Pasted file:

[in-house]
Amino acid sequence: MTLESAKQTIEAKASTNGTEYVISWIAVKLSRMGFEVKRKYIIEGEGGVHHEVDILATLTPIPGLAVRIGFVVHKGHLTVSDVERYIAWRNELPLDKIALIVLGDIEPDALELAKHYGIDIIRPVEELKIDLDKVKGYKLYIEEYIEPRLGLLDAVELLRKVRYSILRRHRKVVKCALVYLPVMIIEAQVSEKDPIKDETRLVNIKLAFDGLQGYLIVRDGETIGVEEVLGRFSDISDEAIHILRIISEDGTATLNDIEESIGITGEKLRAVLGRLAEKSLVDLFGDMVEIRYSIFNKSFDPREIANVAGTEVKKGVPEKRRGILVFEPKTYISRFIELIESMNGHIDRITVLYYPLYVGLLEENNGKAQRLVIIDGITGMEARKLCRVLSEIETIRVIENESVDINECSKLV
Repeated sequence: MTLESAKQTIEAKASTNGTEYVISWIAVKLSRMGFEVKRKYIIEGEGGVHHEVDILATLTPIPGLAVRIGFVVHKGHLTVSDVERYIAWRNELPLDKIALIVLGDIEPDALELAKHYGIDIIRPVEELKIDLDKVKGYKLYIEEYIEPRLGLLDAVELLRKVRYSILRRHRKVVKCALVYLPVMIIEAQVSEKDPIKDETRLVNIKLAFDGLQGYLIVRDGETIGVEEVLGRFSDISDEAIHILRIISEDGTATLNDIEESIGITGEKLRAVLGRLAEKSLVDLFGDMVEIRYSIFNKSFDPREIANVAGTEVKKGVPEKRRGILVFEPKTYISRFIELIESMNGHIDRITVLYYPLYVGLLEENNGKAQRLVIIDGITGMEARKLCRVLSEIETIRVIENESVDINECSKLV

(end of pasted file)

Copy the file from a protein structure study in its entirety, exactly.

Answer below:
[in-house]
Amino acid sequence: MTLESAKQTIEAKASTNGTEYVISWIAVKLSRMGFEVKRKYIIEGEGGVHHEVDILATLTPIPGLAVRIGFVVHKGHLTVSDVERYIAWRNELPLDKIALIVLGDIEPDALELAKHYGIDIIRPVEELKIDLDKVKGYKLYIEEYIEPRLGLLDAVELLRKVRYSILRRHRKVVKCALVYLPVMIIEAQVSEKDPIKDETRLVNIKLAFDGLQGYLIVRDGETIGVEEVLGRFSDISDEAIHILRIISEDGTATLNDIEESIGITGEKLRAVLGRLAEKSLVDLFGDMVEIRYSIFNKSFDPREIANVAGTEVKKGVPEKRRGILVFEPKTYISRFIELIESMNGHIDRITVLYYPLYVGLLEENNGKAQRLVIIDGITGMEARKLCRVLSEIETIRVIENESVDINECSKLV
Repeated sequence: MTLESAKQTIEAKASTNGTEYVISWIAVKLSRMGFEVKRKYIIEGEGGVHHEVDILATLTPIPGLAVRIGFVVHKGHLTVSDVERYIAWRNELPLDKIALIVLGDIEPDALELAKHYGIDIIRPVEELKIDLDKVKGYKLYIEEYIEPRLGLLDAVELLRKVRYSILRRHRKVVKCALVYLPVMIIEAQVSEKDPIKDETRLVNIKLAFDGLQGYLIVRDGETIGVEEVLGRFSDISDEAIHILRIISEDGTATLNDIEESIGITGEKLRAVLGRLAEKSLVDLFGDMVEIRYSIFNKSFDPREIANVAGTEVKKGVPEKRRGILVFEPKTYISRFIELIESMNGHIDRITVLYYPLYVGLLEENNGKAQRLVIIDGITGMEARKLCRVLSEIETIRVIENESVDINECSKLV